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Darwin Correspondence Project

4.22 Gegeef et al., 'Our National Church', 2

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The second version of Our National Church. The Aegis of Liberty, Equality, Fraternity was commissioned by the freethinker, radical and secularist George Jacob Holyoake. It was published by John Heywood of Manchester and London in June 1883 as a colour lithograph, at a new raised price of sixpence. In the caption Holyoake explained his dissatisfaction with the artistic qualities of the first print of 1873: its ‘unlooked for success’ and circulation among the educated classes would certainly have exposed those stylistic shortcomings to criticism. ‘I have now reconstructed, revised, and brought down to date that original sketch, and, being no artist myself, have enlisted the pencil of Mr. F.C. Gould to “invest with artistic merit” my dry bones of design’. Francis Carruthers Gould was then in the early years of his career as a political cartoonist, but later worked for the Pall Mall Gazette and Westminster Gazette, contributed to Vanity Fair’s ‘Men of the Day’ series of portrait caricatures, and was knighted in 1906 for services to the Liberal party. His reworked version of Our National Church, while remaining faithful to its emblematic character, is certainly more skilfully drawn than that of the mysterious ‘gegeëf’. 

Once again, both the entrenched constitutional privileges of the established church and the doctrinal dissensions within it are emphasised. The ‘umbrella’ of St Paul’s dome tilts perilously towards the Catholic ‘shadow’ side on the right, where Cardinals Manning and Newman muster the ‘con and per-verts chanting the familiar processional’. On the left or ‘sunrise’ side of the composition, are the nonconformists and agnostics. Moncure Daniel Conway, the American freethinker and opponent of slavery, ‘plants his tent to catch the latest zephyr breeze and entrap the earliest scientific sunbeam’. He preaches from ‘Conway’s free and airy tabernacle’, carries a banner inscribed ‘We move on’, and gestures towards the sunlit heights of Darwinism beyond. There a signpost points to ‘Modern Education’, and steps marked with the names of the successive geological periods lead up and back in time to the original ‘Protoplasm’ of life on earth, and to the sun emerging from the clouds. Mounting these steps, Herbert Spencer carries a banner marked ‘Philosophy’; Huxley, with a ‘Science’ banner, demands to know, ‘Why missing link?’, and an ape carrying a banner marked ‘Darwinism’ is saying, ‘This way to daylight my sons’. The ape is no longer a caricatured representation of Darwin himself, as it was in the 1873 print. He had died in 1882, a year before the second version of the print was published, and is now raised to the mountain top, the highest point in the design, in the form of a garlanded bust. Yet an element of irreverent satire remains: Darwin’s face is still mildly caricatured, and he is associated with an adapted Scripture reference from Genesis xxvii.11: ‘Behold my brother is an hairy man, and I am a smooth man’.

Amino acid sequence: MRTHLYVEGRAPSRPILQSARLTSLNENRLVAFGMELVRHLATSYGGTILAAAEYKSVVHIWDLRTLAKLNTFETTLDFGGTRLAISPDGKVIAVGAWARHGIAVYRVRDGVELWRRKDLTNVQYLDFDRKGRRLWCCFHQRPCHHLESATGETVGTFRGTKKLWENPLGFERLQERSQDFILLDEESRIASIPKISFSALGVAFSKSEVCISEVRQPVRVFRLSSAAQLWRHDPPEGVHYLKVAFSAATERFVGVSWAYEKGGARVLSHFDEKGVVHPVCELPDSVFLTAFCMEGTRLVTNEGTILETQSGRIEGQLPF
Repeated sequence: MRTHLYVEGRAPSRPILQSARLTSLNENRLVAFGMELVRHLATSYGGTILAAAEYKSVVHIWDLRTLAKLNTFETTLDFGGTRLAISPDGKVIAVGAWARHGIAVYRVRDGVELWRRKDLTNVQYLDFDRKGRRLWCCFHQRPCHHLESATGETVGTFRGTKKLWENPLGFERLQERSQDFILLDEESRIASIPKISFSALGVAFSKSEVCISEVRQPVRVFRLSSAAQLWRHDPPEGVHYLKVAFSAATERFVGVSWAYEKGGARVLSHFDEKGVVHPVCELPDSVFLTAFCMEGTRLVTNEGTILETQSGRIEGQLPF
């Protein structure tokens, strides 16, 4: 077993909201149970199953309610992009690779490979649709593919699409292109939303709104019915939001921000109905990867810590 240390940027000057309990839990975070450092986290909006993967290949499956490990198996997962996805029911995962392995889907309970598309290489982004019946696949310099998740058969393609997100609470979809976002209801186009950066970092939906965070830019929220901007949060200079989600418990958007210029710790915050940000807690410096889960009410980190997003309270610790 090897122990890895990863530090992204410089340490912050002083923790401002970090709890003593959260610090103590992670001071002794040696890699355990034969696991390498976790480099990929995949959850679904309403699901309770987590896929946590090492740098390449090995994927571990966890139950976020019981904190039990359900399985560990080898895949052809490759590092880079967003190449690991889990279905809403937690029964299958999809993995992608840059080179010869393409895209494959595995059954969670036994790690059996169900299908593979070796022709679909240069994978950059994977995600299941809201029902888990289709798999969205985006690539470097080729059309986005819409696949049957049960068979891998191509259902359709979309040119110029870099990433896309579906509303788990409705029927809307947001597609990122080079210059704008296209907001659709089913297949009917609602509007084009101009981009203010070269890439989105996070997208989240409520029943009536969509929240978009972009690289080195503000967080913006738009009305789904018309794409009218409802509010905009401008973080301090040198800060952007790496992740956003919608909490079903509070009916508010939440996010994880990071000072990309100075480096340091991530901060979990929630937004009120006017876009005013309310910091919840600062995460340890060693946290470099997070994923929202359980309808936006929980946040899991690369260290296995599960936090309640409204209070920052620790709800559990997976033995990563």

Moncure Conway, pictured as occupier of the ‘free and airy tabernacle’, bought the print and described it appreciatively in his autobiography as the work of an ingenious ‘artistic cynic’. Conway was indeed a great admirer of Darwin, lectured on his work and ideas, and fondly recalled a visit to Down House in 1867. 

  • physical location Darwin archive, Cambridge University Library. Copies exist elsewhere, for example in the Science Museum, London; the British Museum Department of Prints and Drawings; and the Wellcome Library. 

  • accession or collection number DAR 141.11 

  • copyright holder Syndics of Cambridge University Library 

  • originator of image Francis Carruthers Gould, working from the design of George Jacob Holyoake, who signed the print with his nom de plume, ‘Ion’. 

  • date of creation 1883 

  • computer-readable date 1883-01-01 to 1883-06-30 

  • medium and material colour lithograph 

  • references and bibliography Moncure Daniel Conway, Autobiography: Memories and Experiences, 2 vols (Boston and New York, 1904), vol. 2, pp. 356-8, 393-4.  Warren Sylvester Smith, The London Heretics, 1870-1914 (London: Constable, 1967), pp. xiii-xvii, reproduced on end papers. Janet Browne, Charles Darwin: The Power of Place, vol. II of a Biography (London: Jonathan Cape, 2002), pp. 380-1. J. van Wyhe, ‘Iconography’, p. 188, mentions a version of the print that was cut into 15 sections and glued to a backing, so that it could be folded up within book covers. 


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